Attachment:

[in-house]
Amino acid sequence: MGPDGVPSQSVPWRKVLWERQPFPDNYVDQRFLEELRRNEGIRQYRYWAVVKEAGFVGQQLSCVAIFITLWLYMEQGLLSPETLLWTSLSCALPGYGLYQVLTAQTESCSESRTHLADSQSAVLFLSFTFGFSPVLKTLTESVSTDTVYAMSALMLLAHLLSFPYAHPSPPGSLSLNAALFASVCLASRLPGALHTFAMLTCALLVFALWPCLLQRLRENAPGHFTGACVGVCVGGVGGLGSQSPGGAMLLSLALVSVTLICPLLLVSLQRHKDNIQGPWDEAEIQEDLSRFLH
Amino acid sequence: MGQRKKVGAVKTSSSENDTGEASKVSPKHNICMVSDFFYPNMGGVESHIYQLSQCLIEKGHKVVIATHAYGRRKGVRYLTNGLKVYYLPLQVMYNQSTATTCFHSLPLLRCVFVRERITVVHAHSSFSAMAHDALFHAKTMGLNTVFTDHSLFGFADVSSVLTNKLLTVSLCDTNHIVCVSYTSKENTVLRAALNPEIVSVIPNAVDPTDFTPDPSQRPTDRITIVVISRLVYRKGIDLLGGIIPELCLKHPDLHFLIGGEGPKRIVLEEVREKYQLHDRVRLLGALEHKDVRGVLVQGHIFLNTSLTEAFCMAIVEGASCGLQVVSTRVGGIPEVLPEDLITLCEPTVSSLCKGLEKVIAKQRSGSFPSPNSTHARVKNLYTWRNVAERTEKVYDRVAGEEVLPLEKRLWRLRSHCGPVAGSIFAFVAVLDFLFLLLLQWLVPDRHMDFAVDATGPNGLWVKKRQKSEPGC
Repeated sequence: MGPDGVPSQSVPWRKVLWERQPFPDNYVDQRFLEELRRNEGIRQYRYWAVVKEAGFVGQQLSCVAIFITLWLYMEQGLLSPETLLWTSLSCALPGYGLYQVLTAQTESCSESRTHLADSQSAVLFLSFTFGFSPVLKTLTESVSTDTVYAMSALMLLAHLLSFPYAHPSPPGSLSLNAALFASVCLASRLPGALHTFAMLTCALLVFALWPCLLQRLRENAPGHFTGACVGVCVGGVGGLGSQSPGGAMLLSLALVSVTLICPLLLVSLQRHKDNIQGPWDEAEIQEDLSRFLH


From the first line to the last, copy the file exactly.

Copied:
[in-house]
Amino acid sequence: MGPDGVPSQSVPWRKVLWERQPFPDNYVDQRFLEELRRNEGIRQYRYWAVVKEAGFVGQQLSCVAIFITLWLYMEQGLLSPETLLWTSLSCALPGYGLYQVLTAQTESCSESRTHLADSQSAVLFLSFTFGFSPVLKTLTESVSTDTVYAMSALMLLAHLLSFPYAHPSPPGSLSLNAALFASVCLASRLPGALHTFAMLTCALLVFALWPCLLQRLRENAPGHFTGACVGVCVGGVGGLGSQSPGGAMLLSLALVSVTLICPLLLVSLQRHKDNIQGPWDEAEIQEDLSRFLH
Amino acid sequence: MGQRKKVGAVKTSSSENDTGEASKVSPKHNICMVSDFFYPNMGGVESHIYQLSQCLIEKGHKVVIATHAYGRRKGVRYLTNGLKVYYLPLQVMYNQSTATTCFHSLPLLRCVFVRERITVVHAHSSFSAMAHDALFHAKTMGLNTVFTDHSLFGFADVSSVLTNKLLTVSLCDTNHIVCVSYTSKENTVLRAALNPEIVSVIPNAVDPTDFTPDPSQRPTDRITIVVISRLVYRKGIDLLGGIIPELCLKHPDLHFLIGGEGPKRIVLEEVREKYQLHDRVRLLGALEHKDVRGVLVQGHIFLNTSLTEAFCMAIVEGASCGLQVVSTRVGGIPEVLPEDLITLCEPTVSSLCKGLEKVIAKQRSGSFPSPNSTHARVKNLYTWRNVAERTEKVYDRVAGEEVLPLEKRLWRLRSHCGPVAGSIFAFVAVLDFLFLLLLQWLVPDRHMDFAVDATGPNGLWVKKRQKSEPGC
Repeated sequence: MGPDGVPSQSVPWRKVLWERQPFPDNYVDQRFLEELRRNEGIRQYRYWAVVKEAGFVGQQLSCVAIFITLWLYMEQGLLSPETLLWTSLSCALPGYGLYQVLTAQTESCSESRTHLADSQSAVLFLSFTFGFSPVLKTLTESVSTDTVYAMSALMLLAHLLSFPYAHPSPPGSLSLNAALFASVCLASRLPGALHTFAMLTCALLVFALWPCLLQRLRENAPGHFTGACVGVCVGGVGGLGSQSPGGAMLLSLALVSVTLICPLLLVSLQRHKDNIQGPWDEAEIQEDLSRFLH